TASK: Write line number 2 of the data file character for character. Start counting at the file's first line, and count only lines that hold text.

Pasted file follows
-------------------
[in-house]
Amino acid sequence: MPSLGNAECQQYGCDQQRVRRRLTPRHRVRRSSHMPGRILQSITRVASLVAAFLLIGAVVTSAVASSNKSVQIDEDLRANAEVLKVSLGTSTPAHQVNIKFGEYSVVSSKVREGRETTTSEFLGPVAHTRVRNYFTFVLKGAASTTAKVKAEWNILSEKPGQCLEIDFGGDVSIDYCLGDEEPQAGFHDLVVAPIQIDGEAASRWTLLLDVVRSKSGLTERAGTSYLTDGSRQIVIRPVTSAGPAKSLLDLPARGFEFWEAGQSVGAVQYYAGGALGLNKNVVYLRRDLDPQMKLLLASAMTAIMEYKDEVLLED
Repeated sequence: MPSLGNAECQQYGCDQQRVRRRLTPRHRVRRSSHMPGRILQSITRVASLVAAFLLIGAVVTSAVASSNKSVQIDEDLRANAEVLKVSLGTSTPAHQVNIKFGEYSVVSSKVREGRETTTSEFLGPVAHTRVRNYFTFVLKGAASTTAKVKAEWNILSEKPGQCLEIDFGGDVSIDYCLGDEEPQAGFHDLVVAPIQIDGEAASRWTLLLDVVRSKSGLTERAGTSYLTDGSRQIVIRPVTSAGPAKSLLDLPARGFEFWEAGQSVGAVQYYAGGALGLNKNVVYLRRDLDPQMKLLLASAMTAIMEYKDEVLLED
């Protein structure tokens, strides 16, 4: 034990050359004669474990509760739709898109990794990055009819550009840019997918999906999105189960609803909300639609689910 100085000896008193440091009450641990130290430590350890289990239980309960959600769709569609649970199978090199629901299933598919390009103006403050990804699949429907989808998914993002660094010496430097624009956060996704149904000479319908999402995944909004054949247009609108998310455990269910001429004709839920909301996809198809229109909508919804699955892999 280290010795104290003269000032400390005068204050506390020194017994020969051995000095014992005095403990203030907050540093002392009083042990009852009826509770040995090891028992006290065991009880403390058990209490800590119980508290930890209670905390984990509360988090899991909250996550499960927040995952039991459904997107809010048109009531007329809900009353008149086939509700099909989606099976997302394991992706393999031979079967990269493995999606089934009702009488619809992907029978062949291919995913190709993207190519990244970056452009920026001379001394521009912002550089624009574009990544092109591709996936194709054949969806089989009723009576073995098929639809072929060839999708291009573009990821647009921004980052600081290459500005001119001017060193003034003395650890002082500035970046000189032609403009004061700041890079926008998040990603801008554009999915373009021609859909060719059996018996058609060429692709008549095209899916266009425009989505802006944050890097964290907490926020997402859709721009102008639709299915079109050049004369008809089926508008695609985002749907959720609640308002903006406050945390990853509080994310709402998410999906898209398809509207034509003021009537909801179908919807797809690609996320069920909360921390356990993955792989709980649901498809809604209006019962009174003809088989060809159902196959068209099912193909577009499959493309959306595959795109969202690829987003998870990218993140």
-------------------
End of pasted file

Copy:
Amino acid sequence: MPSLGNAECQQYGCDQQRVRRRLTPRHRVRRSSHMPGRILQSITRVASLVAAFLLIGAVVTSAVASSNKSVQIDEDLRANAEVLKVSLGTSTPAHQVNIKFGEYSVVSSKVREGRETTTSEFLGPVAHTRVRNYFTFVLKGAASTTAKVKAEWNILSEKPGQCLEIDFGGDVSIDYCLGDEEPQAGFHDLVVAPIQIDGEAASRWTLLLDVVRSKSGLTERAGTSYLTDGSRQIVIRPVTSAGPAKSLLDLPARGFEFWEAGQSVGAVQYYAGGALGLNKNVVYLRRDLDPQMKLLLASAMTAIMEYKDEVLLED